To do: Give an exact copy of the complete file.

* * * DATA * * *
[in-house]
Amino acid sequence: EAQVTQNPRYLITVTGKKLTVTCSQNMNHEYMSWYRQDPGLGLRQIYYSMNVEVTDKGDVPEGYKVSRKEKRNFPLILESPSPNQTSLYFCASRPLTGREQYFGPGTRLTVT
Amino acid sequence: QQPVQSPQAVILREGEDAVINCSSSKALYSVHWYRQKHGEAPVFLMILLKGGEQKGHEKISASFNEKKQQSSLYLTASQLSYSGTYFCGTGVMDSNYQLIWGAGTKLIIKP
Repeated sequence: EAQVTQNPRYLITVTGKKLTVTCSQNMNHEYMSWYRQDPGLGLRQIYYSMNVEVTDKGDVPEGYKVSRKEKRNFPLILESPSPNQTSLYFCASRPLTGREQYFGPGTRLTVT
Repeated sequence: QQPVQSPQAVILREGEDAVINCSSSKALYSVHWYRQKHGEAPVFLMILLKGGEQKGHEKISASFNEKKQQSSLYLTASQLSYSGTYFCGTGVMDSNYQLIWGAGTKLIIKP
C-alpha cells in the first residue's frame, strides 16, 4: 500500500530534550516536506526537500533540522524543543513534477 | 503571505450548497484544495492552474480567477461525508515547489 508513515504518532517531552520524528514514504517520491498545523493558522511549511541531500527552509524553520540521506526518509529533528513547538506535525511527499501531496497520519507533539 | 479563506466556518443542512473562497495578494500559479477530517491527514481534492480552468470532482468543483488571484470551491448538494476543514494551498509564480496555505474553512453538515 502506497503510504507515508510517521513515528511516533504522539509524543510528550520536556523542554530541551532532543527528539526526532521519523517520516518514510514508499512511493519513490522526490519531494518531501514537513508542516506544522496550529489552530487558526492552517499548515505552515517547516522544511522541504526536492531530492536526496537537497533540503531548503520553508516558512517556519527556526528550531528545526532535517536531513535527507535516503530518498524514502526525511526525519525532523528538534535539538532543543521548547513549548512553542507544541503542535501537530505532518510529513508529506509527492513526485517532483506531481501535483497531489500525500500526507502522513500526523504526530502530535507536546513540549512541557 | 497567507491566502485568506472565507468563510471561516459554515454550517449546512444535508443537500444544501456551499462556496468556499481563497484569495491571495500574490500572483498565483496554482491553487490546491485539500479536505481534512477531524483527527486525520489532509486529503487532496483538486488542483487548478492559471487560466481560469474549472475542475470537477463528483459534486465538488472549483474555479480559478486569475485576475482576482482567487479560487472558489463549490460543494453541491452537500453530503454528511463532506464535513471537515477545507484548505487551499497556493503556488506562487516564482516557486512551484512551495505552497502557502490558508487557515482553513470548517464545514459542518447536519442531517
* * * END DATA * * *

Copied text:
[in-house]
Amino acid sequence: EAQVTQNPRYLITVTGKKLTVTCSQNMNHEYMSWYRQDPGLGLRQIYYSMNVEVTDKGDVPEGYKVSRKEKRNFPLILESPSPNQTSLYFCASRPLTGREQYFGPGTRLTVT
Amino acid sequence: QQPVQSPQAVILREGEDAVINCSSSKALYSVHWYRQKHGEAPVFLMILLKGGEQKGHEKISASFNEKKQQSSLYLTASQLSYSGTYFCGTGVMDSNYQLIWGAGTKLIIKP
Repeated sequence: EAQVTQNPRYLITVTGKKLTVTCSQNMNHEYMSWYRQDPGLGLRQIYYSMNVEVTDKGDVPEGYKVSRKEKRNFPLILESPSPNQTSLYFCASRPLTGREQYFGPGTRLTVT
Repeated sequence: QQPVQSPQAVILREGEDAVINCSSSKALYSVHWYRQKHGEAPVFLMILLKGGEQKGHEKISASFNEKKQQSSLYLTASQLSYSGTYFCGTGVMDSNYQLIWGAGTKLIIKP
C-alpha cells in the first residue's frame, strides 16, 4: 500500500530534550516536506526537500533540522524543543513534477 | 503571505450548497484544495492552474480567477461525508515547489 508513515504518532517531552520524528514514504517520491498545523493558522511549511541531500527552509524553520540521506526518509529533528513547538506535525511527499501531496497520519507533539 | 479563506466556518443542512473562497495578494500559479477530517491527514481534492480552468470532482468543483488571484470551491448538494476543514494551498509564480496555505474553512453538515 502506497503510504507515508510517521513515528511516533504522539509524543510528550520536556523542554530541551532532543527528539526526532521519523517520516518514510514508499512511493519513490522526490519531494518531501514537513508542516506544522496550529489552530487558526492552517499548515505552515517547516522544511522541504526536492531530492536526496537537497533540503531548503520553508516558512517556519527556526528550531528545526532535517536531513535527507535516503530518498524514502526525511526525519525532523528538534535539538532543543521548547513549548512553542507544541503542535501537530505532518510529513508529506509527492513526485517532483506531481501535483497531489500525500500526507502522513500526523504526530502530535507536546513540549512541557 | 497567507491566502485568506472565507468563510471561516459554515454550517449546512444535508443537500444544501456551499462556496468556499481563497484569495491571495500574490500572483498565483496554482491553487490546491485539500479536505481534512477531524483527527486525520489532509486529503487532496483538486488542483487548478492559471487560466481560469474549472475542475470537477463528483459534486465538488472549483474555479480559478486569475485576475482576482482567487479560487472558489463549490460543494453541491452537500453530503454528511463532506464535513471537515477545507484548505487551499497556493503556488506562487516564482516557486512551484512551495505552497502557502490558508487557515482553513470548517464545514459542518447536519442531517